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Training videos

Martin Johnson - Thursday, April 17, 2014

Over the past few months I've been working with a church based organisation to produce training material for volunteer teachers who teach what we call 'Special Religious Education' (SRE) in our state school system. For those reading this outside Australia, this will sound highly unusual, but under our system of government, churches are allowed to deliver SRE to primary and secondary school students in our public school system.

The organisation who commissioned me to produce the training videos wanted the teachers who deliver this material to be properly trained. 

There were four, thirty minute DVDs produced which were based on an already existing printed training manual divided into four modules.

The training is normally delivered face-to-face in a one-day seminar with role plays, practical examples of 'how to teach' etc.

This material had to be adapted for delivery via DVD and so it wasn't just a case of filming at the live training at one of their seminars.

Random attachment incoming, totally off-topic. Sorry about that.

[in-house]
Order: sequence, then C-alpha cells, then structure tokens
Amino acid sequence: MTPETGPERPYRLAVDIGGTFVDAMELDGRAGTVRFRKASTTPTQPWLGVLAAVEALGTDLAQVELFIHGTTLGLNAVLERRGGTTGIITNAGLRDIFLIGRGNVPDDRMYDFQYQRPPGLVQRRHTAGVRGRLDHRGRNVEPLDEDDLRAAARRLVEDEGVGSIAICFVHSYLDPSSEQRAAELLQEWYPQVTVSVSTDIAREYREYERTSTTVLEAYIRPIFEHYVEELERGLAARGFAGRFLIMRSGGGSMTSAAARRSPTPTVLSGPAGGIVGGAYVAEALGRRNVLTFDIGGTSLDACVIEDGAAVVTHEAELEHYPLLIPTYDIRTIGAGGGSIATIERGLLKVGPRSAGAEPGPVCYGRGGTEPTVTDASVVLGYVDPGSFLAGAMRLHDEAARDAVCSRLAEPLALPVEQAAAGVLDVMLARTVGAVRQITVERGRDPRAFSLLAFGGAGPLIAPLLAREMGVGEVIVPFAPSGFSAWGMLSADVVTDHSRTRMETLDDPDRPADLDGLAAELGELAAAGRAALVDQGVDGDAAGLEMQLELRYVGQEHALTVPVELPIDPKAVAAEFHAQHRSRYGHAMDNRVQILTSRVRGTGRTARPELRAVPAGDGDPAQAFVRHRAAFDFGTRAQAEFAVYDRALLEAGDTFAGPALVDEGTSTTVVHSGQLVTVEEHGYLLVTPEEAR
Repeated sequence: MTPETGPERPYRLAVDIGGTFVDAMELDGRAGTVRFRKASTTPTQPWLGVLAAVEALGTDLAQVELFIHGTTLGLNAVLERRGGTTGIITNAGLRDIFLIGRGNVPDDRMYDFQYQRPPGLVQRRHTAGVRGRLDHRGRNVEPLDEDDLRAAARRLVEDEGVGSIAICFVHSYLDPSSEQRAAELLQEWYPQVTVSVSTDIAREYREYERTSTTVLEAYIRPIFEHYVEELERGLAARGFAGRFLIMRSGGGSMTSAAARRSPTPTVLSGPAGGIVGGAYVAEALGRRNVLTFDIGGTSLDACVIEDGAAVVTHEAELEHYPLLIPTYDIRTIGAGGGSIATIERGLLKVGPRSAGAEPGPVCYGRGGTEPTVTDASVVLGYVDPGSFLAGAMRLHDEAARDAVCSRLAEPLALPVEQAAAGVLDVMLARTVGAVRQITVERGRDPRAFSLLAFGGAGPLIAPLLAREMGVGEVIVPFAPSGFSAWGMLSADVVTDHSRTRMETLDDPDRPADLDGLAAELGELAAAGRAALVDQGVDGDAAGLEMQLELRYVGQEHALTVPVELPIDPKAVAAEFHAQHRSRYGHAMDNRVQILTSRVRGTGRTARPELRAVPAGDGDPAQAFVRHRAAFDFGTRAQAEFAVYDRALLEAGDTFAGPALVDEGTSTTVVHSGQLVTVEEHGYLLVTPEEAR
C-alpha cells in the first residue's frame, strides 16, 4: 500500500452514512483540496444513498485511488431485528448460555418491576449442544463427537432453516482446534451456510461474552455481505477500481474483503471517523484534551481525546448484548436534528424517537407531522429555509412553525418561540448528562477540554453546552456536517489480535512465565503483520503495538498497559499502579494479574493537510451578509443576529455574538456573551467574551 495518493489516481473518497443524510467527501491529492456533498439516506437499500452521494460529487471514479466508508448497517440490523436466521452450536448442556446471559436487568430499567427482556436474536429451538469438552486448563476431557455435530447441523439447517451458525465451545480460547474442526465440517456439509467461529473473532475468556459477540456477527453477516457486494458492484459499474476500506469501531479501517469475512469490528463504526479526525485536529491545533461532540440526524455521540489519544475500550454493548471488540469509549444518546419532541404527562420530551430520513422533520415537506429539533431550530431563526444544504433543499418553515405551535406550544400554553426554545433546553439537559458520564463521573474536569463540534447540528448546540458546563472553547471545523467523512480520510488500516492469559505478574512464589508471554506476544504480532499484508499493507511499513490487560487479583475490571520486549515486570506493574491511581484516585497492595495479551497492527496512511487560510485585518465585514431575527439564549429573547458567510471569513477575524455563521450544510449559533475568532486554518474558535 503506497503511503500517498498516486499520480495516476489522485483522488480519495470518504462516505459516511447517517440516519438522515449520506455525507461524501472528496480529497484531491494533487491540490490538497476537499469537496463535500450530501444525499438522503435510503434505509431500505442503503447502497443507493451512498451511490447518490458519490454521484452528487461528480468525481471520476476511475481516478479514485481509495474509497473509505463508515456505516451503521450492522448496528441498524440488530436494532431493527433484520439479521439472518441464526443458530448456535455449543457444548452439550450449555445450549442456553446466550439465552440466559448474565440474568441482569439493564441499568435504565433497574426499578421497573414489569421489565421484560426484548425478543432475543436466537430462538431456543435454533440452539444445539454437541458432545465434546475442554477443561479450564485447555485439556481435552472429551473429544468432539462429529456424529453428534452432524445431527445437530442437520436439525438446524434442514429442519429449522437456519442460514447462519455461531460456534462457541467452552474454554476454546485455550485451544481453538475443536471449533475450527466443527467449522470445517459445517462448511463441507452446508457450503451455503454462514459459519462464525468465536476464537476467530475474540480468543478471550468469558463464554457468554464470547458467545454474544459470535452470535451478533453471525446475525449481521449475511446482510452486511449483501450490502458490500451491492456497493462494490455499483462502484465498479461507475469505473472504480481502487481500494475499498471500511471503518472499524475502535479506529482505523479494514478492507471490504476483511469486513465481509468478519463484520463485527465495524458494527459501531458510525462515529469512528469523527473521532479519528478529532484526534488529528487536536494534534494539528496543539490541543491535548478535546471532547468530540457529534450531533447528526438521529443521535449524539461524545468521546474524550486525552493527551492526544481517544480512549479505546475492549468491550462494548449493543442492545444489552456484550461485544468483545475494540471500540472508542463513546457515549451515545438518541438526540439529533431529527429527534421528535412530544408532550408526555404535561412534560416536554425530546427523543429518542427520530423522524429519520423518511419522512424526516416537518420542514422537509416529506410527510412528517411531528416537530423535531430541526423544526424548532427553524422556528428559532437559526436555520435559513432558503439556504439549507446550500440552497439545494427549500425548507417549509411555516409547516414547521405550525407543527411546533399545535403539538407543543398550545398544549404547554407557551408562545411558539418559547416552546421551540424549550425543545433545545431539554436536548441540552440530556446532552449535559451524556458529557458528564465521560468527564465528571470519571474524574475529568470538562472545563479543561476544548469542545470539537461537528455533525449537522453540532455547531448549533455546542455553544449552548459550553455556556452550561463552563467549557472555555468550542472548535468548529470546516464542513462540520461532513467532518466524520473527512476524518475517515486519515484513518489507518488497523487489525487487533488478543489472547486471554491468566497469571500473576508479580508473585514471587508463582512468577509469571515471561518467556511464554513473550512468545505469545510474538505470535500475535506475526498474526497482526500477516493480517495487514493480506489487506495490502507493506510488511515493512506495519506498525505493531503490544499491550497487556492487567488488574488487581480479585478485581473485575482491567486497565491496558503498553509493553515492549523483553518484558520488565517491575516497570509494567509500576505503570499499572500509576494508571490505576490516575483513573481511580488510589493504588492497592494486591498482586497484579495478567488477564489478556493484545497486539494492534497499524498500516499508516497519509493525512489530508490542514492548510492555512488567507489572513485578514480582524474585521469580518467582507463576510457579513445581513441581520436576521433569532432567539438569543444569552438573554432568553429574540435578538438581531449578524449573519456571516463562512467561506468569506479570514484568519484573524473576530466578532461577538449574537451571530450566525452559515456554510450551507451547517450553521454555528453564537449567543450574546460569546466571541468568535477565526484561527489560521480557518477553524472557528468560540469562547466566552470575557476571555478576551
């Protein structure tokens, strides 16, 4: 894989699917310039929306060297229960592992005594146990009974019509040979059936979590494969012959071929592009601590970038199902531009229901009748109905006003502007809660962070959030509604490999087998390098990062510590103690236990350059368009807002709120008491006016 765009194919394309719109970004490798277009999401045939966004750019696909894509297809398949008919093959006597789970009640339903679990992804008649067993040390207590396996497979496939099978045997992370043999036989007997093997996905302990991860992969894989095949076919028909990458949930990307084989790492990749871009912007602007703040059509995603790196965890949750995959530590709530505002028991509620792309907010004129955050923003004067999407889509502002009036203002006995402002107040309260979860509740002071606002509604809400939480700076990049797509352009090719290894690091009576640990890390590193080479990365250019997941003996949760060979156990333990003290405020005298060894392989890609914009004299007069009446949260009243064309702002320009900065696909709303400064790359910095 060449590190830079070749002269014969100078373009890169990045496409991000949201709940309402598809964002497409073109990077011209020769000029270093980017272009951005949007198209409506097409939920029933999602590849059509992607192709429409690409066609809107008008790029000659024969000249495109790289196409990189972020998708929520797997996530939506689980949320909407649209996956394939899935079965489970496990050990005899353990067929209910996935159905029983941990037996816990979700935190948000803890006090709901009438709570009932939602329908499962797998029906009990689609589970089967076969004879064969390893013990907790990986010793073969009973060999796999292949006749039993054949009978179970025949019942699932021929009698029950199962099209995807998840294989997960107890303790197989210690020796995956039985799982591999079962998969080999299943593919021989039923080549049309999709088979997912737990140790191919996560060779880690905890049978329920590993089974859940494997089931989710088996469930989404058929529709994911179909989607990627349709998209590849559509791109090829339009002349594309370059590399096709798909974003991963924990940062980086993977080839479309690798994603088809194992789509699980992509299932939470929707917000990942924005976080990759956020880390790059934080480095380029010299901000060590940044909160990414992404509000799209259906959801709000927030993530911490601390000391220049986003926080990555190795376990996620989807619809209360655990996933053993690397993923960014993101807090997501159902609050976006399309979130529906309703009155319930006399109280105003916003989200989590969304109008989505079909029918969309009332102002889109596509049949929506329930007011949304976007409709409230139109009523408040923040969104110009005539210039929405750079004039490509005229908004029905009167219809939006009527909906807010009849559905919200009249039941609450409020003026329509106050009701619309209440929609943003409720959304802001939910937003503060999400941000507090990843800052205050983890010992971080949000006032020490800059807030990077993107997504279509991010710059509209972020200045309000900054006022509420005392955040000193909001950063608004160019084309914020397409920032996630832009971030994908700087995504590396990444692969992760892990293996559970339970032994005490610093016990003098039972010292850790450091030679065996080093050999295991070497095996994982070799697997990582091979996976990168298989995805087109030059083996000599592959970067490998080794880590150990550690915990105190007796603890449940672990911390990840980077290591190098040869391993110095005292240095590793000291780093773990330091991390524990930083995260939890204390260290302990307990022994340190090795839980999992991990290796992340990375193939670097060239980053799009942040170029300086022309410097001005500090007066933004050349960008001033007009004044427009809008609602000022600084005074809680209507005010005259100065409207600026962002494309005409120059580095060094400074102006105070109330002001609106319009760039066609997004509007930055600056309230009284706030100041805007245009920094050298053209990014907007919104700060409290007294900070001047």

Making it work in a new medium

Adapting content designed for face-to-face delivery into a video format often requires a radical rethink. In this case the writers of the course created specific scenes for video that would help them communicate material normally delivered in a classroom type setting. These included:

  • An SRE TV News service complete with two newsreaders and 'live crosses'.
  • A judge character who 'laid down the law'
  • Two slightly zany teachers who emphasised key points over a regular cup-of-coffee in the playground.

There was also lots of overlay material of SRE classes plus interviews with students, teachers and their parents about the value of the SRE course.

We shot for three days, with half a day in the studio for the pretend SRE News segments, a day inside a classroom where we shot skits and other related footage and a day shooting hostings and recording voice overs.

The SRE TV Newscasts were shot against a chromakey background and I bought a loop of newsroom background video which worked well.

Client comments

Nothing makes a freelance video producer happier than to have a client tell them what a great job they did. You can read those comments here.  I'm not sure how much of a difference they'll make for future projects, but its nice to have people say they like your work.

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